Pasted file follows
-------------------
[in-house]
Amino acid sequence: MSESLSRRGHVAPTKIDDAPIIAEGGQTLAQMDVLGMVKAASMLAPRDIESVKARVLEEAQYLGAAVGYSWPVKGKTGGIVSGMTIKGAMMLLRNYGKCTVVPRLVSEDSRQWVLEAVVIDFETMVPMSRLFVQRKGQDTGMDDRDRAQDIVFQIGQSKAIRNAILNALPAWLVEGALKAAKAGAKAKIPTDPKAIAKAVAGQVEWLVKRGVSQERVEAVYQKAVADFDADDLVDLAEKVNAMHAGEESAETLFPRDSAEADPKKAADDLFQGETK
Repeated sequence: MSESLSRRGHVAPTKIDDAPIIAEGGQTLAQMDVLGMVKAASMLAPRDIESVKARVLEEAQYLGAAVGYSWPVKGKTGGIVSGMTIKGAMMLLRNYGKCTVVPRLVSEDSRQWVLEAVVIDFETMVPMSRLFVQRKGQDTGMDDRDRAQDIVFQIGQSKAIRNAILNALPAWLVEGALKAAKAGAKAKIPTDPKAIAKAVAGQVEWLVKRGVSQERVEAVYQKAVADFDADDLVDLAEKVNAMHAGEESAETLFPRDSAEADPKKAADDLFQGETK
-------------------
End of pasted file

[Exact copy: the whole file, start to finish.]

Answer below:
[in-house]
Amino acid sequence: MSESLSRRGHVAPTKIDDAPIIAEGGQTLAQMDVLGMVKAASMLAPRDIESVKARVLEEAQYLGAAVGYSWPVKGKTGGIVSGMTIKGAMMLLRNYGKCTVVPRLVSEDSRQWVLEAVVIDFETMVPMSRLFVQRKGQDTGMDDRDRAQDIVFQIGQSKAIRNAILNALPAWLVEGALKAAKAGAKAKIPTDPKAIAKAVAGQVEWLVKRGVSQERVEAVYQKAVADFDADDLVDLAEKVNAMHAGEESAETLFPRDSAEADPKKAADDLFQGETK
Repeated sequence: MSESLSRRGHVAPTKIDDAPIIAEGGQTLAQMDVLGMVKAASMLAPRDIESVKARVLEEAQYLGAAVGYSWPVKGKTGGIVSGMTIKGAMMLLRNYGKCTVVPRLVSEDSRQWVLEAVVIDFETMVPMSRLFVQRKGQDTGMDDRDRAQDIVFQIGQSKAIRNAILNALPAWLVEGALKAAKAGAKAKIPTDPKAIAKAVAGQVEWLVKRGVSQERVEAVYQKAVADFDADDLVDLAEKVNAMHAGEESAETLFPRDSAEADPKKAADDLFQGETK